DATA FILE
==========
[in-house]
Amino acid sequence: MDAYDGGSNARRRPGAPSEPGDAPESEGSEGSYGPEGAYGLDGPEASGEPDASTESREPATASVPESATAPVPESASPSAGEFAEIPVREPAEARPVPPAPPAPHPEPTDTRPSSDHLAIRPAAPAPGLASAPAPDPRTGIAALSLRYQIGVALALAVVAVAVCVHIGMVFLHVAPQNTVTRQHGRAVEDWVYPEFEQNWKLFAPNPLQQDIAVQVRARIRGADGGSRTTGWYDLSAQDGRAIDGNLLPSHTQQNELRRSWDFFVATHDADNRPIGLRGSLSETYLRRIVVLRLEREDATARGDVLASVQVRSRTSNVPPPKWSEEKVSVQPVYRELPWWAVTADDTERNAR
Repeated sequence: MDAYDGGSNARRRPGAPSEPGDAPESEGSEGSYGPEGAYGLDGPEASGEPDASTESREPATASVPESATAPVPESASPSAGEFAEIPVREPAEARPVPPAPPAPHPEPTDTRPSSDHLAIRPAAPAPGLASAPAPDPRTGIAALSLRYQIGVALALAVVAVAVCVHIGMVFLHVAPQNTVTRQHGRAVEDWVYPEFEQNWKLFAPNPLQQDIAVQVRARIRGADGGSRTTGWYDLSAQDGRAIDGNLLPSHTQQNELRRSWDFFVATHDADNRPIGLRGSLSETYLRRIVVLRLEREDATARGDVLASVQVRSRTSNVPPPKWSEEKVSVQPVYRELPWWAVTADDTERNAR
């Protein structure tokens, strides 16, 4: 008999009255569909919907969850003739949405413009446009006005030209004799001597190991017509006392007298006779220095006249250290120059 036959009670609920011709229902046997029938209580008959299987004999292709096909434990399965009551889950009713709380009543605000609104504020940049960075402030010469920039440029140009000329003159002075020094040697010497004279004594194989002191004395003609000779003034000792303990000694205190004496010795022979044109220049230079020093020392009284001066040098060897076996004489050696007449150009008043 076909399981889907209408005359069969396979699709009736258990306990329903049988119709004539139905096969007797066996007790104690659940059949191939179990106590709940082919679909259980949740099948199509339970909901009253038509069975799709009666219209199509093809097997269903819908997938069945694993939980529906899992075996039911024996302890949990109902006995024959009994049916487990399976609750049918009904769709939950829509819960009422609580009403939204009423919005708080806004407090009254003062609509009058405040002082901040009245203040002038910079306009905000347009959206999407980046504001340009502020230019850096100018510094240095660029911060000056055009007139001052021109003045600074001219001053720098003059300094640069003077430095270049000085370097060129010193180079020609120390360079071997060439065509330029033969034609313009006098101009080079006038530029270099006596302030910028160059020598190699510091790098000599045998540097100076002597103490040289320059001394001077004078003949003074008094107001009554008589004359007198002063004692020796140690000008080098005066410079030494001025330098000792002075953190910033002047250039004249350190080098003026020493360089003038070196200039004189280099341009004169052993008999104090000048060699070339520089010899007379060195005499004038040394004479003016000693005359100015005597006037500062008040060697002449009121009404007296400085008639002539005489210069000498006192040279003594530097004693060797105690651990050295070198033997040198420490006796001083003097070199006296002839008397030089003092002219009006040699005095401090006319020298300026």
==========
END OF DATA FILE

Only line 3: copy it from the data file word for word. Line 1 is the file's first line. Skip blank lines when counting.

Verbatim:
Repeated sequence: MDAYDGGSNARRRPGAPSEPGDAPESEGSEGSYGPEGAYGLDGPEASGEPDASTESREPATASVPESATAPVPESASPSAGEFAEIPVREPAEARPVPPAPPAPHPEPTDTRPSSDHLAIRPAAPAPGLASAPAPDPRTGIAALSLRYQIGVALALAVVAVAVCVHIGMVFLHVAPQNTVTRQHGRAVEDWVYPEFEQNWKLFAPNPLQQDIAVQVRARIRGADGGSRTTGWYDLSAQDGRAIDGNLLPSHTQQNELRRSWDFFVATHDADNRPIGLRGSLSETYLRRIVVLRLEREDATARGDVLASVQVRSRTSNVPPPKWSEEKVSVQPVYRELPWWAVTADDTERNAR